Who are Siberian Tatars?

Women in national Tatar costumes during the Sabantuy holiday in Altai.

Women in national Tatar costumes during the Sabantuy holiday in Altai.

Kirill Kukhmar/TASS
Tatars are one of the native peoples of Siberia. They have lived there since the times of the Golden Horde.

Tatars are the second largest ethnic group of Russia after Russians themselves (4.7 million people). The majority of them live in the Republic of Tatarstan in the Volga Region and the neighboring regions; however, about half a million of them are indigenous Siberians.

How did Tatars end up in Siberia?

Different indigenous ethnicities live alongside Russians on the vast Siberian territories and many of them are Turkic. Different Turkic tribes of the Khanate of Sibir were the ancestors of Siberian Tatars. The Khanate formed on the ruins of the Golden Horde and disappeared in the 16th century with the arrival of the Russians.

Siberian Tatars of the Yenisei and Tomsk provinces.

The Khanate of Sibir inhabitants called themselves not Tatar, but “nugay”, “kurdak” and “kypchak” (read more here). Their state religion was Islam, same as for the majority of Tatars.

Sabantuy celebration in the village of Chernaya Rechka in the Tomsk Region.

Siberian Tatars called their settlements ‘auls’ and ‘yurts’. For example, the name of the village Yurty-Konstantinovy simply means: “The house of the Konstantinovs” and Aul-Bergul – a village on the shore of Lake Bergul. Such names can be spotted in the Tyumen, Omsk, Tomsk, Novosibirsk, Kurgan and Kemerovo regions. Only a mosque, instead of an Orthodox Christian temple, distinguishes them from Russian settlements, as well as many houses painted green, a tradition with Islam.

Belt wrestling

Initially, only the people of the Khanate of Kazan called themselves Tatars, which also appeared in Volga Region with the disintegration of the Golden Horde; it was annexed to Russia in the 16th century. In the end, Russians began calling many Turkic peoples, who lived in the Russian Empire, simply ‘Tatars’. Kumyks were now called ‘Caucasian Tatars’, the Altaians were called ‘Altaian Tatars’ and the inhabitants of Western Siberia – ‘Siberian Tatars’.

What do Siberian Tatars speak?

The language of Siberian Tatars is a topic for discussion in scientific circles. The majority of linguists consider it a dialect of the Tatar language, but there are experts who distinguish it as a separate language.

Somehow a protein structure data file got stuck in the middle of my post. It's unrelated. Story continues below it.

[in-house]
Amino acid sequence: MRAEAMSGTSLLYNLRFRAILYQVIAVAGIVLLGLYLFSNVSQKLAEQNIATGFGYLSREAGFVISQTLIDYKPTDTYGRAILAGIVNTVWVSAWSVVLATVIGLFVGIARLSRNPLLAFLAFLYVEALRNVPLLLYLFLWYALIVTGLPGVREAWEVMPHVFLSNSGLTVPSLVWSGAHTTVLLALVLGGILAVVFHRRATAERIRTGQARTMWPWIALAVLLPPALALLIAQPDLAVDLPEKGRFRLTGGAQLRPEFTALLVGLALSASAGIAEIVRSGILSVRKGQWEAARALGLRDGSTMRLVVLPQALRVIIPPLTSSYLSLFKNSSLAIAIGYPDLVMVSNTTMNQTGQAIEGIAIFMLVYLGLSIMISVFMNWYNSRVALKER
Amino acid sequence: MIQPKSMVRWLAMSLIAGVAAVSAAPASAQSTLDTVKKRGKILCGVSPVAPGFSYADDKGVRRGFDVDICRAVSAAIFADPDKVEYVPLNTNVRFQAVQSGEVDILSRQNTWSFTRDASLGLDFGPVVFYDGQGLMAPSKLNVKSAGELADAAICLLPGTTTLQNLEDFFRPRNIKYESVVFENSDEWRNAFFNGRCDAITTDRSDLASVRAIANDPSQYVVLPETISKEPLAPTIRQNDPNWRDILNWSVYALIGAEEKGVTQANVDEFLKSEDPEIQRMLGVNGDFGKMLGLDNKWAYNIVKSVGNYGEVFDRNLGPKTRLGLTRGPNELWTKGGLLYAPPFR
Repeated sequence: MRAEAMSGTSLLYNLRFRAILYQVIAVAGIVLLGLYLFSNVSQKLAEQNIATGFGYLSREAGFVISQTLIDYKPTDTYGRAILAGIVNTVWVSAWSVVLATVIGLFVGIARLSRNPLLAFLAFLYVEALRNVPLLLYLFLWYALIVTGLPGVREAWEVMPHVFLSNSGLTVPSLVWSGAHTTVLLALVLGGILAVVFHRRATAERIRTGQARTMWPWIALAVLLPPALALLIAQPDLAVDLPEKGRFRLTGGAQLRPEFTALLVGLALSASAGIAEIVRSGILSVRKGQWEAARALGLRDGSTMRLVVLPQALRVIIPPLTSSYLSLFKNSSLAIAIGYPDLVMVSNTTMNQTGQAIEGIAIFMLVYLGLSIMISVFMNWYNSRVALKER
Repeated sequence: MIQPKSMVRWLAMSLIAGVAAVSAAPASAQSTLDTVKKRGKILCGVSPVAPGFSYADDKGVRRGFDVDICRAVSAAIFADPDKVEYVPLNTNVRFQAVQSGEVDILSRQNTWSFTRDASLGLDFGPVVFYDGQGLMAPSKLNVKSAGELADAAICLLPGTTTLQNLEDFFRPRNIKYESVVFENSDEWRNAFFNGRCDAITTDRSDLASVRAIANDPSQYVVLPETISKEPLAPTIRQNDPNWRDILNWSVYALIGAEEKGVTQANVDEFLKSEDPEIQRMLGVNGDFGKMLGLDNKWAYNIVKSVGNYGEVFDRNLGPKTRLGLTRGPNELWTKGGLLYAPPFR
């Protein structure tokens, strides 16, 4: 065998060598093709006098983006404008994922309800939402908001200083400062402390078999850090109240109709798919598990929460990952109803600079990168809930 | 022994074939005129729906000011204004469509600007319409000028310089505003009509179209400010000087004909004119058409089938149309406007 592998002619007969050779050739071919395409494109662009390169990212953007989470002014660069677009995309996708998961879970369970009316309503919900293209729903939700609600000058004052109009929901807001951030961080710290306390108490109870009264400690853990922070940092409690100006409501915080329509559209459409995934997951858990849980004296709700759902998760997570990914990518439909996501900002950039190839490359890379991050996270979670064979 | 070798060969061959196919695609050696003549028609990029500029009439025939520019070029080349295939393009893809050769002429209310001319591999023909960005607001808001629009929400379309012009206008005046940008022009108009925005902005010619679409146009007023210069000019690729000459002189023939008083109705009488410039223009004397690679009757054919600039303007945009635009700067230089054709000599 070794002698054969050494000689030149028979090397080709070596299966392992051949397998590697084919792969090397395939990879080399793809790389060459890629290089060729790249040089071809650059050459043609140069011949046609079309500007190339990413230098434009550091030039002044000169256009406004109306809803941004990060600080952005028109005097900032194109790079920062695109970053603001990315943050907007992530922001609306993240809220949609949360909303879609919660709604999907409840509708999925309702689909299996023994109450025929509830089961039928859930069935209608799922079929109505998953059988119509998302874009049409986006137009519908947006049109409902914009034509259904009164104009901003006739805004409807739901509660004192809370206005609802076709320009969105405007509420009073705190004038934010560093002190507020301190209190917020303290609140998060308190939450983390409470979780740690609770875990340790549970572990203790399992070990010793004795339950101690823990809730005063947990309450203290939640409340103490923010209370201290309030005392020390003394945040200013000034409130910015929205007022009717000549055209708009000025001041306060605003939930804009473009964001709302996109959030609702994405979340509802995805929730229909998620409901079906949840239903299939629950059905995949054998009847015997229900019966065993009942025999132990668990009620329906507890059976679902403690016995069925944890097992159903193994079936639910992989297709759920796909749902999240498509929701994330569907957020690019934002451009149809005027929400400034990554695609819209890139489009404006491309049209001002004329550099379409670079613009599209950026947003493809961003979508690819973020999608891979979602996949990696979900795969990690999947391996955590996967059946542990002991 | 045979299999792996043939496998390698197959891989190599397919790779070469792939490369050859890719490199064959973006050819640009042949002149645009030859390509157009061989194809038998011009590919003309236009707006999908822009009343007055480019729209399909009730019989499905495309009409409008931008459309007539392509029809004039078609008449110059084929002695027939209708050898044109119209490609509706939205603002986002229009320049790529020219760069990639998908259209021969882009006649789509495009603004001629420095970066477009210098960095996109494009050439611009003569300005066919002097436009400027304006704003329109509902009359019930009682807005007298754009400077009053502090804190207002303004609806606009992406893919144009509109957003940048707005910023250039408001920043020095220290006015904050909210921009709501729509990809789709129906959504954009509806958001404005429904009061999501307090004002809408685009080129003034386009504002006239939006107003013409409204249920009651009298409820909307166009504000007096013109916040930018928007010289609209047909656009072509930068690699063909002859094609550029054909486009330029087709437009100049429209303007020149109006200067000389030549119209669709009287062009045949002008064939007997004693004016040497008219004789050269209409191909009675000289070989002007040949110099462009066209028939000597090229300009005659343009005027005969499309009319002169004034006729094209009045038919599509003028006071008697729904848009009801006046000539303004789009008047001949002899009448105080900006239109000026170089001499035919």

Folk ensembles performing during the Sabantui holiday near the village of Yurt-Ora in the Novosibirsk Region.

The Institute of Linguistics of the Russian Academy of Sciences defines the Siberian Tatar language as a “set of dialects, spread throughout Western and Southern Siberia and consolidated in three groups: the Tobol-Irtysh, Barabinsk and Tomsk groups.” There are also many dialects within these groups. Due to the remoteness of the settlements from one another, all these dialects actually formed separately.

Tatar dishes. The village of Yurt-Ora in the Novosibirsk Region.

In the Soviet era, all citizens of the country were taught how to read and write and Siberian Tatars studied the Kazan Tatar language at school (along with the Russian language, of course).

So, today, one can only find native Siberian Tatar speakers, perhaps, in some hard-to-reach settlements.

What do Siberian Tatars believe in?

Siberian Tatars, like Volga Tatars, are mainly Sunni Muslims. However, they have not just religious, but also folk celebrations, dedicated to the cult of nature.

At the Tatar holiday of Sabantuy in Omsk.

For instance, Siberian Tatars celebrate a holiday of the coming of spring called ‘Amal’ or ‘Emel’ (‘Nowruz’ is another name). It coincides with the Spring Equinox on March 21. Some Siberian Tatars who live on the riverbanks retained their spring “farewell to ice” ceremonies. They make a little doll, put it into a small handmade boat and release it down a river.

Embaevo, Tyumen Region.

The main holiday of the year, which all Tatars celebrate, is ‘Sabantuy’ – “the holiday of the plough”.

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